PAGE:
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Seahawks Week: Seahawks' run game should be improved

Welcome to "Seahawks Week", Rumblers! In an effort to learn all that we can about the Buffalo Bills' season opening opponent, the Seattle Seahawks, we'll be joined once per day by John Morgan of Field Gulls throughout this week. John is a superbly knowledgeable blogger when it comes to the X's and O's of the game, and he'll give us some excellent perspective on the Seahawks as a team heading into Sunday's tilt. To see today's reciprocal installment, click here; to see all posts related to Seahawks Week, click here.

Our first topic of conversation for Seahawks Week: Seattle's situation at running back. With former NFL MVP Shaun Alexander now out of the picture, the Seahawks have made some pretty substantial changes in their rushing department, now relying on a deep stable of runners to shoulder the load. How effective can they be? John Morgan doesn't believe the drop-off will be a steep one...

Buffalo Rumblings: We're all assuming that Julius Jones is the Seahawks' starting running back. Are there any serious competitors for Jones' supposed starting job? Are the Seahawks looking at working with a RB by committee? Will it help shore up a poor rushing attack?

John Morgan, Field Gulls: Julius Jones is the starter and should see the most carries, but I think Mike Holmgren is serious about Jones being the 1a and Maurice Morris the 1b. Jones is a complete running back. He's a competent rusher and receiver, a good blocking back, and an excellent fit for Holmgren's pull block/cutback system. Morris is the better overall offensive weapon. I wouldn't have said that a season ago, but Morris has been reborn in 2008. Already among the best receiving running backs in the NFL, Morris has embraced starting; he's bulked up and is shiftier in the open field, less a single cut rusher and more a complete rusher: fast to the hole but able to break or miss a tackle in space.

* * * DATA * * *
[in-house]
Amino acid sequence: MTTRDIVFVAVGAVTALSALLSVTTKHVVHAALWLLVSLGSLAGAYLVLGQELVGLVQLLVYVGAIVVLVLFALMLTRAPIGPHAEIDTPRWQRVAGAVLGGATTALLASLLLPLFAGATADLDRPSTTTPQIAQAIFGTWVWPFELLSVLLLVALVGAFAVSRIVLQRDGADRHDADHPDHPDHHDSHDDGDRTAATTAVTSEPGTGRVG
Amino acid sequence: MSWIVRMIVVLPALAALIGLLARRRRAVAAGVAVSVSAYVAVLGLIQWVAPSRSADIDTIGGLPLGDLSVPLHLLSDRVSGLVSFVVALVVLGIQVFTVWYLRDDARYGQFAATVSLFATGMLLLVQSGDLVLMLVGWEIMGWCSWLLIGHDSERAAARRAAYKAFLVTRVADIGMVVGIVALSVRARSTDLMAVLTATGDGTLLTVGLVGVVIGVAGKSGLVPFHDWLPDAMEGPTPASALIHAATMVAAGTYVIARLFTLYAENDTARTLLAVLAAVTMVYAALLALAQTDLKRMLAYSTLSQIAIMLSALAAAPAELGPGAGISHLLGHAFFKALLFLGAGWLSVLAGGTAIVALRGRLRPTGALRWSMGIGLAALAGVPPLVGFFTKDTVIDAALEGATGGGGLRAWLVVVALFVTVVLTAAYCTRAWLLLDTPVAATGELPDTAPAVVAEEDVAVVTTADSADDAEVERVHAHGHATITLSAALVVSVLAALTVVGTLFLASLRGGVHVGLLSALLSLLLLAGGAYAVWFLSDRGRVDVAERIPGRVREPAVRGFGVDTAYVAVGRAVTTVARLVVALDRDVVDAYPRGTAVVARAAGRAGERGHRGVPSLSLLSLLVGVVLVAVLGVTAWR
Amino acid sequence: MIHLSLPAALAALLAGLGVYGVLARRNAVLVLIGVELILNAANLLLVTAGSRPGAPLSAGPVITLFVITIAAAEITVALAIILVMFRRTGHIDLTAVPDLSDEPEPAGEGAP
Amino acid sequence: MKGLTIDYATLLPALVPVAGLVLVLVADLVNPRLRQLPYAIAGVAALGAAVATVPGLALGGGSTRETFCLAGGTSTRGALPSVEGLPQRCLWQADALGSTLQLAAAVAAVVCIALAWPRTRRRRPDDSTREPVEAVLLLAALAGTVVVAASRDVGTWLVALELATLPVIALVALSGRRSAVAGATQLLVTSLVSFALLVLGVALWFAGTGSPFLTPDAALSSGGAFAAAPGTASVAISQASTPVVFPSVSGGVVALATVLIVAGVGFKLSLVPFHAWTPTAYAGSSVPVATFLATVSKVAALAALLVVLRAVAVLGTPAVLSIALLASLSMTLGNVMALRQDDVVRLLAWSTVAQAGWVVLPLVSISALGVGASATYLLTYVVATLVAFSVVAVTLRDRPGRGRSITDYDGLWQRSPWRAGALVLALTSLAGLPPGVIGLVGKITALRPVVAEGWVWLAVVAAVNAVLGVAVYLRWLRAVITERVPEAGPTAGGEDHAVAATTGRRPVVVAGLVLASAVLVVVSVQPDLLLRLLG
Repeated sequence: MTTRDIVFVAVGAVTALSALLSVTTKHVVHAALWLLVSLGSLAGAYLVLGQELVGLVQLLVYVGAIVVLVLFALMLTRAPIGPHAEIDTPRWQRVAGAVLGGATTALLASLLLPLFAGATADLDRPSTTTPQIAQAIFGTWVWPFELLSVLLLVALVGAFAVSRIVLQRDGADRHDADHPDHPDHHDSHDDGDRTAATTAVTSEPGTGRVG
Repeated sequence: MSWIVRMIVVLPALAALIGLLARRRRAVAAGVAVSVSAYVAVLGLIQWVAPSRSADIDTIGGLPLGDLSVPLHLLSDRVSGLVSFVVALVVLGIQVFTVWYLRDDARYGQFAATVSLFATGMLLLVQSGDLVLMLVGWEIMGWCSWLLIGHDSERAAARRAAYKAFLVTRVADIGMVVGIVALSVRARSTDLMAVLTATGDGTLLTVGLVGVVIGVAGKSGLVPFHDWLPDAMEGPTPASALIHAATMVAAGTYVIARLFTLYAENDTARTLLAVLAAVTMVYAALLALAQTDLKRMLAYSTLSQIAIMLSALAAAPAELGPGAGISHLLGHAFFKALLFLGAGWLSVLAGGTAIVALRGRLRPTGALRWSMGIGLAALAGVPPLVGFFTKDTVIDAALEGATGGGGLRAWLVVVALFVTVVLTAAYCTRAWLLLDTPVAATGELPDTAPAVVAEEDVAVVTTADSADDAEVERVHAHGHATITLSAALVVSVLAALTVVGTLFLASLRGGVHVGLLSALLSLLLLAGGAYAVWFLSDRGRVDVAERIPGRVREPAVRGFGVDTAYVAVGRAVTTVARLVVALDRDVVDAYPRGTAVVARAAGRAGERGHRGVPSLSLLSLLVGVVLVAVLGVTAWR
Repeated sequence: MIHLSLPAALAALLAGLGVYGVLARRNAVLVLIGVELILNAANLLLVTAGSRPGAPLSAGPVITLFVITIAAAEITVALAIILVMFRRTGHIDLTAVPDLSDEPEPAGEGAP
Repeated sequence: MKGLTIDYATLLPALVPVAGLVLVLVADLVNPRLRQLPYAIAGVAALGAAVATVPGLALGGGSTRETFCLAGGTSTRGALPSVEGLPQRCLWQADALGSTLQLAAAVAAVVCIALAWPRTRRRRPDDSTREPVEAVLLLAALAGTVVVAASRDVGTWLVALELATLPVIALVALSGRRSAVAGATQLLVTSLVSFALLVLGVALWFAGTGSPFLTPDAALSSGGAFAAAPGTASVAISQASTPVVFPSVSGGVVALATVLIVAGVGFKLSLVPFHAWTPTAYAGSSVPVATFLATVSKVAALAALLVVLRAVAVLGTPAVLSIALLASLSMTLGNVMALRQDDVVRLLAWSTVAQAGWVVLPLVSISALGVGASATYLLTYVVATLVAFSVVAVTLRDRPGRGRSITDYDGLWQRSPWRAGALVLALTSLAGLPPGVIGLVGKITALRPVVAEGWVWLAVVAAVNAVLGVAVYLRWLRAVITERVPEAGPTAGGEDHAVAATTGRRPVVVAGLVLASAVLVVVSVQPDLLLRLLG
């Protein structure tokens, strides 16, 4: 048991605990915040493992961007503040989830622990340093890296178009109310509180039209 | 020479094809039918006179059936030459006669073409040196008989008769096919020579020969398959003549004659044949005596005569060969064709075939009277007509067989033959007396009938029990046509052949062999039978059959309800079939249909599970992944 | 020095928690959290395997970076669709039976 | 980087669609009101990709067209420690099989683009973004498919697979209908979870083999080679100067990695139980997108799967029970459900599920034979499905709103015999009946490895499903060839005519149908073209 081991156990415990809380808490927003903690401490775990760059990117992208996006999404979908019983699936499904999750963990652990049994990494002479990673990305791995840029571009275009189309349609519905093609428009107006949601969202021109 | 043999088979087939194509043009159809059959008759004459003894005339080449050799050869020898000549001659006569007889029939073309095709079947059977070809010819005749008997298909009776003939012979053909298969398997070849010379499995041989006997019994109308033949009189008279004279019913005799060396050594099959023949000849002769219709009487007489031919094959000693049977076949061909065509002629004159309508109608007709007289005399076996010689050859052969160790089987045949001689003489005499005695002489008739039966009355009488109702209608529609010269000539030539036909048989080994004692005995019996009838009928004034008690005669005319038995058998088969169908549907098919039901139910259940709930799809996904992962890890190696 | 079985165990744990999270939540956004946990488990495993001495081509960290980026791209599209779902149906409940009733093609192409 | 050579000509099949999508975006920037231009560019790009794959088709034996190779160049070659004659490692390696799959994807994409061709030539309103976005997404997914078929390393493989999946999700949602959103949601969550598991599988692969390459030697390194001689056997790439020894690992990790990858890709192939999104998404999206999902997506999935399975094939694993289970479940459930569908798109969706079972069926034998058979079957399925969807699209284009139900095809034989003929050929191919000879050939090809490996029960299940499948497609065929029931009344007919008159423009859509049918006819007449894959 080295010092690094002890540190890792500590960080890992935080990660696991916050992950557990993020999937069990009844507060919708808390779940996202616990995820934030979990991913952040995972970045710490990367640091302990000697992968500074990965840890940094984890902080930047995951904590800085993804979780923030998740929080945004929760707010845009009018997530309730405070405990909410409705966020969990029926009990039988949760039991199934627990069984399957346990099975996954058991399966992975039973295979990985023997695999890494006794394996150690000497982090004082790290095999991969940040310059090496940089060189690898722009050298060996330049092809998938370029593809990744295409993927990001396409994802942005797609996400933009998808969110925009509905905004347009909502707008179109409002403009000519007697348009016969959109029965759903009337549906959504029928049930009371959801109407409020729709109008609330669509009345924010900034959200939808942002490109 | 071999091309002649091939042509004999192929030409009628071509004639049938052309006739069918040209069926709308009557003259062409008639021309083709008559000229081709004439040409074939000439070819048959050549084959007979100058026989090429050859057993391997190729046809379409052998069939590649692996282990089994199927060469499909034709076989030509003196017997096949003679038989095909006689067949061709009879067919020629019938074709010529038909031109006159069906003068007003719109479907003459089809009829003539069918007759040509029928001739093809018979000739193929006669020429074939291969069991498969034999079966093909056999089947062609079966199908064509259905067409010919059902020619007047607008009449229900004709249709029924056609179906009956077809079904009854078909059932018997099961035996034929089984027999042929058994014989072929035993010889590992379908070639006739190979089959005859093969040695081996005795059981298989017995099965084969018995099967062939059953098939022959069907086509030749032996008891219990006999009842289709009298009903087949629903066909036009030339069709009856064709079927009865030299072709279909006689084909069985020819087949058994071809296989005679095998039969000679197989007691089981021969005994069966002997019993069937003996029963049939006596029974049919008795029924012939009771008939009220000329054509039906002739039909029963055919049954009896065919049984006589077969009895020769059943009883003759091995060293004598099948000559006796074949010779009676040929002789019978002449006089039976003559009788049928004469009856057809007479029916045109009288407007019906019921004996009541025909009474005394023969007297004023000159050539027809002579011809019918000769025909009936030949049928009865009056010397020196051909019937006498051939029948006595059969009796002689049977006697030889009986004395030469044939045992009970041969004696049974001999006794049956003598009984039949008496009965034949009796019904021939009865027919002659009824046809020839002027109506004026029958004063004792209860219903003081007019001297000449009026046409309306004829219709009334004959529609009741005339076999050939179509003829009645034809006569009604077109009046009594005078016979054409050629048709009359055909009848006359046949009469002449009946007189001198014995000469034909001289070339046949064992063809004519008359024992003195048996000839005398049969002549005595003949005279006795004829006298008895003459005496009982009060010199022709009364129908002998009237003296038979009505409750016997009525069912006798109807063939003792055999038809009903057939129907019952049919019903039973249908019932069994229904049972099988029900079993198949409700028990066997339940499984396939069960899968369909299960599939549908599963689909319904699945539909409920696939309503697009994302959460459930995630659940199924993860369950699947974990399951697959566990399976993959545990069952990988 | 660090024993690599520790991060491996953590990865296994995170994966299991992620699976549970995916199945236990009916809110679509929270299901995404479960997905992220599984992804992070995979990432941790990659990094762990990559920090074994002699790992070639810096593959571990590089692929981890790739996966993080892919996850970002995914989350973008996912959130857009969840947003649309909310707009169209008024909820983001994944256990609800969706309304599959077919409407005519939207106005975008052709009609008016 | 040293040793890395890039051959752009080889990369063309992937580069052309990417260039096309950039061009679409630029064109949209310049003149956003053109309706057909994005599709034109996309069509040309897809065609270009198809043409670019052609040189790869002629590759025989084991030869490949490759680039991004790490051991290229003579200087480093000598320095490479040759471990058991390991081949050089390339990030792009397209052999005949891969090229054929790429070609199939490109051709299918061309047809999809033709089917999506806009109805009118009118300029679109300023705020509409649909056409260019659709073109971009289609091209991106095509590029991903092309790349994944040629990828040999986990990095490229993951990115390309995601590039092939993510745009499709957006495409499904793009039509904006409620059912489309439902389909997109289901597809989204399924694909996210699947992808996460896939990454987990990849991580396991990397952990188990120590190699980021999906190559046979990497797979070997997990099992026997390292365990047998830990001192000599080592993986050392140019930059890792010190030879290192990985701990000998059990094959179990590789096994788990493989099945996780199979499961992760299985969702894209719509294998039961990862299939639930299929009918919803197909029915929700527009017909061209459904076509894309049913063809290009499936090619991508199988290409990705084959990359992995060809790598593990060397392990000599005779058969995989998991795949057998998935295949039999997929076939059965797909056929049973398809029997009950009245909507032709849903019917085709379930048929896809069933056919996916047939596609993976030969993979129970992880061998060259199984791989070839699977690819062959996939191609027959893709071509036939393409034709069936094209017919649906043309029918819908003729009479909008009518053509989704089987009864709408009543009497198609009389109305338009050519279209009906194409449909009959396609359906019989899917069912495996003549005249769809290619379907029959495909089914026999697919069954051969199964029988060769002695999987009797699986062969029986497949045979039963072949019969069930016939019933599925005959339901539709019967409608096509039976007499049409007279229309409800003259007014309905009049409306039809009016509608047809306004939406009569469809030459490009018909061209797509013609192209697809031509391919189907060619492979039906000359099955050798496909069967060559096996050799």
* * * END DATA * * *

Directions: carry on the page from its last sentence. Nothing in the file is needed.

The two should combine for ~85% of the touches. Initially, Jones will get the slight majority, but that could change. The remaining 15% will go to T.J. Duckett and Justin Forsett. Duckett, perhaps misguidedly, is once again pigeonholed as a short yardage back. He's strong in short yardage; tough to tackle at the spot of contact. Last season, Duckett gained a first down on 25% of all rushes and was 5 for 6 in "power" situations. But he can be picky choosing a hole and probably would make a better fulltime rusher rather than merely a short yardage back. Forsett is a tiny power-back with an excellent second gear. He excels at breaking the first tackle and exploding for another 10. For now, Forsett is strictly a punt returner and occasional change of pace back, but after an at-times spectacular preseason, he could earn himself more touches.


I've always been a big proponent of a RB-by-committee, and the Seahawks' talent pool at the position - coupled with the fact that Mike Holmgren's offenses are generally above average - quite frankly scares me. I am confident that Buffalo's revamped rushing defense, led by DT acquisition Marcus Stroud, can keep these guys in check. But unless the Bills can build a quick lead and make the Seahawks chase, this group has the ability to wear down Buffalo's front seven.

It's also important to keep in mind that each of these guys - yes, even Duckett - can make you pay as receivers. Morris has long been a Kevin Faulk type, but has toiled in anonymity behind Alexander. With injury issues at wide receiver, you can bet that Holmgren will be using both Jones and Morris as receivers in the passing game - and that's not a bad thing for the Seahawks' offense.

No, they're not Shaun Alexander (in his prime). But they're talented, and they're versatile. Buffalo's defense has a task ahead of them this Sunday, folks.